Professional and major college sports will shut down this weekend, following the lead of the NFL that said America needed time to mourn and reflect on this week's "horrific acts of terrorism."
Major league baseball, several auto racing circuits, college football conferences and Major League Soccer all canceled competition.
"We understand those individuals in sports who want to play this weekend. We also can empathize with those who want to take the weekend off and resume their personal lives and professional careers next week," NFL commissioner Paul Tagliabue said Thursday in a statement. "We strongly believe that the latter course of action is the right decision for the NFL."
A conference call Wednesday night with all 31 team representatives led the NFL Players Association to strongly ask the league to call off Week 2 of the season.
"I thought it was ultimately the right decision," Browns quarterback Tim Couch said. "I couldn't see 80,000 people coming to a stadium and cheering with all that's going on in the country right now."
Some colleges and auto racing had wanted to play on, hoping to "bring our people together," but those decisions were reversed in many cases.
And after the NFL announced that it would not be playing on Sunday and Monday, a flurry of cancellations and postponements quickly followed.
Baseball postponed all games through Sunday. It will resume play the following day.
Commissioner Bud Selig said all players will wear American flags on their uniforms for the rest of the season, and the Stars and Stripes will be given to fans at all games Monday.
"The more I thought about it, I couldn't rationalize starting before Monday," he said.
Baseball will make up all the games by extending the regular season, which had been scheduled to end Sept. 30. The games will be rescheduled for the week of Oct. 1.
"I believe in the sanctity of the 162-game schedule," Selig said.
That leads to the possibility of the World Series, long known as the October Classic, producing its first Mr. November. It originally had been scheduled to end Oct. 28.
By rescheduling the games, baseball ensured Cal Ripken and Tony Gwynn would finish their Hall of Fame careers at home instead of on the road.
The Big Ten, Big 12 and Southeastern conferences reversed field and postponed all of their college football games a day after announcing its teams would play.
The three leagues joined the Atlantic Coast, Big East and Pac-10 conferences in calling off the games, meaning there will be no major-college football Saturday.
There were 116 games involving Division I-A and I-AA teams scheduled for this weekend, and it appeared only a handful if any would be played.
"There was real anxiety as the week went on on the part of our football team about traveling by air," said Bowling Green athletics director Paul Krebs, whose school pulled out of a game at South Carolina a few hours before the SEC reversed course and called off its games.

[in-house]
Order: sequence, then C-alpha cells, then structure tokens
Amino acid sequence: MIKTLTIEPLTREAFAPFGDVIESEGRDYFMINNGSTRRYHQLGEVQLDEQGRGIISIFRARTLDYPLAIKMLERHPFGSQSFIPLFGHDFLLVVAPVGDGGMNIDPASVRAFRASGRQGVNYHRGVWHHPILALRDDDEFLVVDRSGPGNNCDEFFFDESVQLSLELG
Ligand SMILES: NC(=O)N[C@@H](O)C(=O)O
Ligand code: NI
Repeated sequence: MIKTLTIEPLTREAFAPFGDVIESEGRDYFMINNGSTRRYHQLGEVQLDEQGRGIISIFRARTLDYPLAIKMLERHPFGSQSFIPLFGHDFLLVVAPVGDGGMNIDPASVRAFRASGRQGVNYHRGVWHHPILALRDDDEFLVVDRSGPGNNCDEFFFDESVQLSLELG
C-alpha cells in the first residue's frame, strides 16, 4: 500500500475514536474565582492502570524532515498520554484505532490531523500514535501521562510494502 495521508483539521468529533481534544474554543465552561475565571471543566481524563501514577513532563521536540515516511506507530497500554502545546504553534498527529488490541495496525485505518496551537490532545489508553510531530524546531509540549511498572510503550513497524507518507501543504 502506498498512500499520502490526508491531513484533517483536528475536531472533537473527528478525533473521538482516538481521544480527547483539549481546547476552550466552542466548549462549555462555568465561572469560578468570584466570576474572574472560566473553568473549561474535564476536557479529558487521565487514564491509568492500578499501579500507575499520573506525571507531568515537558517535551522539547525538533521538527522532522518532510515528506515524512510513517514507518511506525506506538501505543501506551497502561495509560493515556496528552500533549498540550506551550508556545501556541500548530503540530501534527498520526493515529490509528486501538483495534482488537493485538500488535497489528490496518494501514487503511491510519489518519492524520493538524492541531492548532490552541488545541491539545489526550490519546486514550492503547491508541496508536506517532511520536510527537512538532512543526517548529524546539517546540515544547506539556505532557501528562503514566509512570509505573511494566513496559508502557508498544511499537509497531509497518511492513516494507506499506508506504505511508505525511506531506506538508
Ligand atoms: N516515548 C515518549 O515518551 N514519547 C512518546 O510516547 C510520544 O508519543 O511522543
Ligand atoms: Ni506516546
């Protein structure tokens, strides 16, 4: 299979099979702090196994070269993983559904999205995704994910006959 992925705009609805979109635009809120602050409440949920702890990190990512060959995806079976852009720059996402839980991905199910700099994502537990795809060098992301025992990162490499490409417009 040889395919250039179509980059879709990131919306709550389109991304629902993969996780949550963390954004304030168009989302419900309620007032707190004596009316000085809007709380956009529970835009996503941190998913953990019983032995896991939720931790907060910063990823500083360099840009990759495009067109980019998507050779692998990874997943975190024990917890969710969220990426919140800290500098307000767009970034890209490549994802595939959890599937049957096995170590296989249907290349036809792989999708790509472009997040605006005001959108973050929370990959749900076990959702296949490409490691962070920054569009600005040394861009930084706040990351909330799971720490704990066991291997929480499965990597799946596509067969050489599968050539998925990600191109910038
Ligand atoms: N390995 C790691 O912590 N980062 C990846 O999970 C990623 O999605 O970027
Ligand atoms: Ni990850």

The NASCAR race in Loudon, N.H., was rescheduled for Friday, Nov. 23 the day after Thanksgiving.
"It was NASCAR's decision, but we agreed with them 100 percent," track owner Bob Bahre said.
It was only the second non-weather postponement for NASCAR in at least 30 years.
The Indy Racing League's season-ending race and a NASCAR trucks race scheduled this weekend at Texas Motor Speedway were postponed for three weeks. The decision to delay the races came a day after plans were made to run the races as scheduled without qualifying sessions.
"This has been a difficult process from the beginning," Texas Motor Speedway general manager Eddie Gossage said. "Opinions have been mixed."
The NFL made its decision following talks with league owners, union leaders and the White House. It was the first time in the league's history that it called off games for a reason other than a strike.
A decision on whether to reschedule this weekend's games or play a 15-game regular season schedule is under consideration and will be announced as soon as possible, the NFL said.
The Bush administration provided only information, not a recommendation, said administration spokeswoman Anne Womack. Aides to President Bush kept league officials informed about such things as major memorial services that might conflict with games.
"We asked them to use their best judgment about whether to proceed," Womack said.
Tuesday's terrorist attacks on the World Trade Center and Pentagon left leagues struggling with how to get back to business without offending a nation grieving its dead.
"You can't have a stadium full of people having fun," St. Louis Cardinals second baseman Fernando Vina said, "because that's not what this is about now."
With that sentiment in mind, baseball has put off 91 games to raise the possibility of World Series games being held in November for the first time. The postponements were the most for the national pastime since World War I.
Barry Bonds' pursuit of 70 homers and the pennant races were all put on hold with 2 1/2 weeks to go in the regular season.
Tagliabue was well aware of the decision by predecessor Pete Rozelle to go ahead with games two days after the assassination of President Kennedy in 1963. The late Rozelle long regretted that choice.
"I made the decision," Rozelle once said. "In retrospect, I wish I hadn't."
Plenty of NFL players were adamant: Cancel the games.
"You know what? I'll forgo my weekly paycheck. This is serious," said defensive end Phil Hansen, the Buffalo Bills' players association representative.
Others were worried about flying to road games or thought it would be tough to concentrate on their jobs. But there were also those around the league who insisted the games must go on.
"From a personal standpoint not as a coach but as an American we want to play," said Brian Billick, coach of the Super Bowl champion Baltimore Ravens. "I don't want cowards to dictate what we do in this country."